• Eastern tent caterpillars are hairy, brownish black with a light stripe down their back. Blue spots and brown-yellow lines are found along the sides of their bodies. Adult moths are usually a reddish-brown colour, but can be yellow-brown as well.
  • Western tent caterpillars tend to be reddish brown on top and pale underneath. They have a row of blue spots on their backs, with orange spots mixed in between. The adult moths are orange-brown with yellow lines on the wings.

Should I be concerned?
Eastern Tent caterpillars have been in North America since 1646. Outbreaks happen about every ten years and sometimes last up to two years.

Tent caterpillar outbreaks are periodic, but do not happen on an exact schedule because they depend on several environmental and biological factors. Although they seldom kill the infested tree, these caterpillars can cause severe damage, often nearly defoliating the entire tree.

If damage is minor and the tree is healthy, the tree can bud again later in the summer. However, repeated defoliation can weaken trees and make them more susceptible to other types of stress.
Read more for management tips…

(source: Government of Canada)

White Pine Weevils

What are they?
The white pine weevil causes extensive damage to many types of evergreen trees. It is also known as the Engelmann spruce weevil and the Sitka spruce weevil.

Adult weevils are about 8 mm (.31 inches) long. These beetles are dark brown with white and tan patches on their backs. They have the characteristic and prominent hooked snout of the weevil.

White pine weevils produce one generation a year. The adults overwinter in the "duff" or debris beneath trees, and in the spring they climb up to the top of the leader (the vertical stem at the top of the trunk) to feed and mate. Weevils can also spread by flying on warm sunny days. Their eggs are laid mainly from late April to early June in small holes made in the bark of the previous year's tree leader.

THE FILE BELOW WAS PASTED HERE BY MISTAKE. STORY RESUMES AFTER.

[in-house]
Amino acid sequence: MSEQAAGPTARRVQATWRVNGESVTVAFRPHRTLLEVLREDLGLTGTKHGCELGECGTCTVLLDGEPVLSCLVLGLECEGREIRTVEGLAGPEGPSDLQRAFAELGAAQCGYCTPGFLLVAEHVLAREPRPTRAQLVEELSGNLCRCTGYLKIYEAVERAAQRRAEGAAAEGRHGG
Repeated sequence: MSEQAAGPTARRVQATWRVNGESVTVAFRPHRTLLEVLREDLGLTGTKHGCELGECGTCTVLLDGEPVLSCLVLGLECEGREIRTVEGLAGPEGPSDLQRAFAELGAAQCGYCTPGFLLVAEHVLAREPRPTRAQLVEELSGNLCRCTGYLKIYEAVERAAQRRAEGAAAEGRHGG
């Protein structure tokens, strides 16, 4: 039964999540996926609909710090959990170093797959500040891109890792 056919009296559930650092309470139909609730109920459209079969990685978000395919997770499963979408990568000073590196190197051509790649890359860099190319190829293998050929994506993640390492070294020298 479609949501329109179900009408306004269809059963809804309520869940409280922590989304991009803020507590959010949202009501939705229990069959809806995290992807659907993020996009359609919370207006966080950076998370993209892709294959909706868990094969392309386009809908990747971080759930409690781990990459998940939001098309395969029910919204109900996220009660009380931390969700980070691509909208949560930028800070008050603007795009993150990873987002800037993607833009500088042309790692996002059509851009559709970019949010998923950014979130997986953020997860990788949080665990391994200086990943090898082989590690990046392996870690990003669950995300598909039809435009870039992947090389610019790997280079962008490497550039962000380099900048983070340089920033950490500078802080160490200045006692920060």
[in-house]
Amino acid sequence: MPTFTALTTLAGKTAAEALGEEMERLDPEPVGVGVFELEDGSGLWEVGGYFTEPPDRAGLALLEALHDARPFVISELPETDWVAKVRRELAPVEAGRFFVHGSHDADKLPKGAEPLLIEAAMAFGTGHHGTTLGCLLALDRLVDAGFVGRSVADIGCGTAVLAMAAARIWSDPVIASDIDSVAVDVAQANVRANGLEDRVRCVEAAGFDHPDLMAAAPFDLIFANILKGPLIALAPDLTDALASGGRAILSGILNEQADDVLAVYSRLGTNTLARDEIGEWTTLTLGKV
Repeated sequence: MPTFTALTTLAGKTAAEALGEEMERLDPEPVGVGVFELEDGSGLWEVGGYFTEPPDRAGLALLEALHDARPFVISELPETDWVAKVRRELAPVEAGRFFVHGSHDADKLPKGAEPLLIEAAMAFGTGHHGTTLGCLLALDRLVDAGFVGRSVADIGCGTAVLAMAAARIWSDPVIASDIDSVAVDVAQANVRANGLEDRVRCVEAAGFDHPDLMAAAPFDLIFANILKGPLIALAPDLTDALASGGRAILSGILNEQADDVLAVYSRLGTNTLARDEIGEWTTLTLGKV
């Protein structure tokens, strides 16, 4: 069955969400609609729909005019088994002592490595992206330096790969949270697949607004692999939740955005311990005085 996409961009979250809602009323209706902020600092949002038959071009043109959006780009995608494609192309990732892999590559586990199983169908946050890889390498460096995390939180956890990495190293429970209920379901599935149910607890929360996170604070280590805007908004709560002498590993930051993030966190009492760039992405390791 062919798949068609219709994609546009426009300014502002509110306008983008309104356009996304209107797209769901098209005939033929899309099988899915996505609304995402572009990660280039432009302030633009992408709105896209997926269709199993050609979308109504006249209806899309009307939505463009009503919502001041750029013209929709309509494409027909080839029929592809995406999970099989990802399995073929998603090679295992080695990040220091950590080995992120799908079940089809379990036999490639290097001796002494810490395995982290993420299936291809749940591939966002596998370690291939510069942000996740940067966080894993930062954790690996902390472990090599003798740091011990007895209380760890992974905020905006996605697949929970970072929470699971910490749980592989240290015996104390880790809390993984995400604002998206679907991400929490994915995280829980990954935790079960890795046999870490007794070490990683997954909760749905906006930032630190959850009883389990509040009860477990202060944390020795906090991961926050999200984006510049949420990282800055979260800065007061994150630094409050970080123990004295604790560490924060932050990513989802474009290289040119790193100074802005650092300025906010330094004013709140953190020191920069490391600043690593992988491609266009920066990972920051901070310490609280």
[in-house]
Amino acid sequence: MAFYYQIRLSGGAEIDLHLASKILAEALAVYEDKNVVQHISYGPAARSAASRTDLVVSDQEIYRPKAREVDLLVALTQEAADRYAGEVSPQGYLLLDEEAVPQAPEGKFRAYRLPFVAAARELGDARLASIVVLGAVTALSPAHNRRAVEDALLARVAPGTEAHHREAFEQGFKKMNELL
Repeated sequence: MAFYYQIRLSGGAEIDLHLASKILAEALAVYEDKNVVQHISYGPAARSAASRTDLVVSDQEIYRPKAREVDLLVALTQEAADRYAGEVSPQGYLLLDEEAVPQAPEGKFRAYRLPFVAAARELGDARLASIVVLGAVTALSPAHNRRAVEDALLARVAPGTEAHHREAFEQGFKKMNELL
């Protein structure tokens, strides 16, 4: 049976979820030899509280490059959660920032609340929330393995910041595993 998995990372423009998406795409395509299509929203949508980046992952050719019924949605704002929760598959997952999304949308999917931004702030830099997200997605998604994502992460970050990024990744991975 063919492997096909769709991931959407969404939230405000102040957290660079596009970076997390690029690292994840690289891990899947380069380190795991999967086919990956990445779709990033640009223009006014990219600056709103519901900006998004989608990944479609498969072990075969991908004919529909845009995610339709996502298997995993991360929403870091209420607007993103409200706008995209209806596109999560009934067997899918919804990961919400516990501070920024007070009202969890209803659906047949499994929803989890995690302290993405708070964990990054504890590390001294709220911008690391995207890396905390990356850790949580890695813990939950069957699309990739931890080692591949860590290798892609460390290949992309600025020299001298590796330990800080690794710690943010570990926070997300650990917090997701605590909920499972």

The eggs hatch after 10 to 14 days and the larvae will begin to feed as a group, forming a ring around the leader stem as they eat their way downwards, first in the inner bark and then between the wood and the bark. This feeding action cuts off the water flow, causing the deformity and death of the leader stem. Trees will lose up to two or three years of height growth in the five or six weeks of feeding.

Finally, the larvae will build pupal cells in the stem, where they remain inactive for five to six weeks. They emerge as adults from late July until early September. The adults will feed on nearby tree branches until it is time to move to the duff for over-wintering.

Should I be concerned?
This harmful pest attacks at least 20 different species of trees. In eastern Canada, it prefers the eastern white pine, the jack, Scotch and red pines, and the Norway spruce. In western Canada, it attacks mainly the Sitka, white, and Engelmann spruce. Ornamentals like the mugho pine and blue spruce are also susceptible.

Repeated infestations may stunt the growth of trees and also cause deformed or forked trunks, a serious problem for Christmas tree growers. Forked trunks are created as one or more side branches of the tree assume the function of the dead leader stem.

Trees growing in the open without the canopy cover provided by larger trees appear to suffer greater deformation of their trunks. Small trees will sometimes die as a result of an infestation. Also, damaged trees are more susceptible to disease, especially heartwood rot.
Read more for management tips…

(source: Government of Canada)

White Grubs

What are they?
White grubs are the larvae of certain beetles, like June beetles and chafers. Grubs are one of the hardest lawn pests to deal with.

Grubs are white or yellowish and have fleshy, wrinkled, C-shaped bodies with tan or brown heads and six spiny legs. They are quite small when they hatch, but when fully grown are from 2 to 4 cm (.75 to 1.5 inches), depending on the species.

The most common white grubs infesting turf in Canada are those of the native June beetle or June bug. Two smaller exotic species, the European chafer and the Japanese beetle, have been accidentally introduced into Canada and are found mainly in the Niagara peninsula. The European chafer, though, has recently migrated further north and east, and is responsible for much of the lawn damage in recent years in eastern Ontario.

June beetle adults are shiny reddish brown, and up to 2.5 cm (1 inch) long. The adult European chafer is light brown or tan, and is about 1.3 cm (0.5 inches) long. The adult Japanese beetle is metallic green and bronze, and about 1 cm (less than 0.5 inches) long.

Should I be concerned?
Grubs feed on the roots of many plants, but like the fibrous roots of lawn grass best. As the roots are destroyed, turf will wilt and turn brown. Grubs also feed on potatoes and carrots in the garden. They cut the main stems or roots of plants below the soil surface, and tunnel into tubers and freshly rooted plants.
Read more for management tips…

(source: Government of Canada)